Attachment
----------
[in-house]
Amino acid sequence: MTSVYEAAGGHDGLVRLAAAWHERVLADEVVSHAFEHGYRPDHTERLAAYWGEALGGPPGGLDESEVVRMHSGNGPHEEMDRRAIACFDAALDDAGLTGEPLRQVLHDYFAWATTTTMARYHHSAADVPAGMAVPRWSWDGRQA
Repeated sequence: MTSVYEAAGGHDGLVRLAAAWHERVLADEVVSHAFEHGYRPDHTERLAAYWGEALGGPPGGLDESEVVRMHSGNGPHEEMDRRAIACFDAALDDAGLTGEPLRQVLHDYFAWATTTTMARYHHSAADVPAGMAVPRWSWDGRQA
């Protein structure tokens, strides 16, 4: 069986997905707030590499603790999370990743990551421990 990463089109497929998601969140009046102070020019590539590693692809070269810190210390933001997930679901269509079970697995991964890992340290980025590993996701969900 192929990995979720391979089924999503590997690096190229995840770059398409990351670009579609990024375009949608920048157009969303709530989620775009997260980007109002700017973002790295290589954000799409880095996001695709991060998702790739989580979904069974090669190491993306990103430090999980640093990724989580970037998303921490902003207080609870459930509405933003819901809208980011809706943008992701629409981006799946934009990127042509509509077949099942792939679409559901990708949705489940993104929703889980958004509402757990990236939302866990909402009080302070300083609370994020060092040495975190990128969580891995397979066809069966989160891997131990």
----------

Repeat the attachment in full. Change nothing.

[in-house]
Amino acid sequence: MTSVYEAAGGHDGLVRLAAAWHERVLADEVVSHAFEHGYRPDHTERLAAYWGEALGGPPGGLDESEVVRMHSGNGPHEEMDRRAIACFDAALDDAGLTGEPLRQVLHDYFAWATTTTMARYHHSAADVPAGMAVPRWSWDGRQA
Repeated sequence: MTSVYEAAGGHDGLVRLAAAWHERVLADEVVSHAFEHGYRPDHTERLAAYWGEALGGPPGGLDESEVVRMHSGNGPHEEMDRRAIACFDAALDDAGLTGEPLRQVLHDYFAWATTTTMARYHHSAADVPAGMAVPRWSWDGRQA
């Protein structure tokens, strides 16, 4: 069986997905707030590499603790999370990743990551421990 990463089109497929998601969140009046102070020019590539590693692809070269810190210390933001997930679901269509079970697995991964890992340290980025590993996701969900 192929990995979720391979089924999503590997690096190229995840770059398409990351670009579609990024375009949608920048157009969303709530989620775009997260980007109002700017973002790295290589954000799409880095996001695709991060998702790739989580979904069974090669190491993306990103430090999980640093990724989580970037998303921490902003207080609870459930509405933003819901809208980011809706943008992701629409981006799946934009990127042509509509077949099942792939679409559901990708949705489940993104929703889980958004509402757990990236939302866990909402009080302070300083609370994020060092040495975190990128969580891995397979066809069966989160891997131990």